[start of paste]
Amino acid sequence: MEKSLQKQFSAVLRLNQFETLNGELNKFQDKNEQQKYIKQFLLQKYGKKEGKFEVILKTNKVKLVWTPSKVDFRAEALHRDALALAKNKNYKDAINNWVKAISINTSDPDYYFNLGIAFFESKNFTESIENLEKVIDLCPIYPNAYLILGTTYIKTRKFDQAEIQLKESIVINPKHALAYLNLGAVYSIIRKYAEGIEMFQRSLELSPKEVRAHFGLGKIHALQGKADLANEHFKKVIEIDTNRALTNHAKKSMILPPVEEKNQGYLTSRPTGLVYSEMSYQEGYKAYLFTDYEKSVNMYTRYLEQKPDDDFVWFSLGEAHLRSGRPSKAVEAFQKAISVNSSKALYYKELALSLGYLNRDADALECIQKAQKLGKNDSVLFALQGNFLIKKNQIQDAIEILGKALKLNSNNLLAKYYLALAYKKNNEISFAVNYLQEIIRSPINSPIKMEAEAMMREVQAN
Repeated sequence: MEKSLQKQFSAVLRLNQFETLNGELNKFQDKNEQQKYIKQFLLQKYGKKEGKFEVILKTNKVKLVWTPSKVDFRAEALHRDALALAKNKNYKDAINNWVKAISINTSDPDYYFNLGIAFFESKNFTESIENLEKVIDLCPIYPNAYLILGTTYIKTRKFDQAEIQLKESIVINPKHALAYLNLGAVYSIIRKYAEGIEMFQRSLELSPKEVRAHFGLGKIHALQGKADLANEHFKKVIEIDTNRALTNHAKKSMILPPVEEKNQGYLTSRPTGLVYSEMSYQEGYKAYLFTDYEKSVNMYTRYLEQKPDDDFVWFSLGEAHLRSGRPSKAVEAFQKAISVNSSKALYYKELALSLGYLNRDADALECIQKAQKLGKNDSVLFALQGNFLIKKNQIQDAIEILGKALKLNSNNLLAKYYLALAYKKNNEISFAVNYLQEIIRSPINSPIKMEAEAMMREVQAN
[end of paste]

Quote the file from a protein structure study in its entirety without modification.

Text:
Amino acid sequence: MEKSLQKQFSAVLRLNQFETLNGELNKFQDKNEQQKYIKQFLLQKYGKKEGKFEVILKTNKVKLVWTPSKVDFRAEALHRDALALAKNKNYKDAINNWVKAISINTSDPDYYFNLGIAFFESKNFTESIENLEKVIDLCPIYPNAYLILGTTYIKTRKFDQAEIQLKESIVINPKHALAYLNLGAVYSIIRKYAEGIEMFQRSLELSPKEVRAHFGLGKIHALQGKADLANEHFKKVIEIDTNRALTNHAKKSMILPPVEEKNQGYLTSRPTGLVYSEMSYQEGYKAYLFTDYEKSVNMYTRYLEQKPDDDFVWFSLGEAHLRSGRPSKAVEAFQKAISVNSSKALYYKELALSLGYLNRDADALECIQKAQKLGKNDSVLFALQGNFLIKKNQIQDAIEILGKALKLNSNNLLAKYYLALAYKKNNEISFAVNYLQEIIRSPINSPIKMEAEAMMREVQAN
Repeated sequence: MEKSLQKQFSAVLRLNQFETLNGELNKFQDKNEQQKYIKQFLLQKYGKKEGKFEVILKTNKVKLVWTPSKVDFRAEALHRDALALAKNKNYKDAINNWVKAISINTSDPDYYFNLGIAFFESKNFTESIENLEKVIDLCPIYPNAYLILGTTYIKTRKFDQAEIQLKESIVINPKHALAYLNLGAVYSIIRKYAEGIEMFQRSLELSPKEVRAHFGLGKIHALQGKADLANEHFKKVIEIDTNRALTNHAKKSMILPPVEEKNQGYLTSRPTGLVYSEMSYQEGYKAYLFTDYEKSVNMYTRYLEQKPDDDFVWFSLGEAHLRSGRPSKAVEAFQKAISVNSSKALYYKELALSLGYLNRDADALECIQKAQKLGKNDSVLFALQGNFLIKKNQIQDAIEILGKALKLNSNNLLAKYYLALAYKKNNEISFAVNYLQEIIRSPINSPIKMEAEAMMREVQAN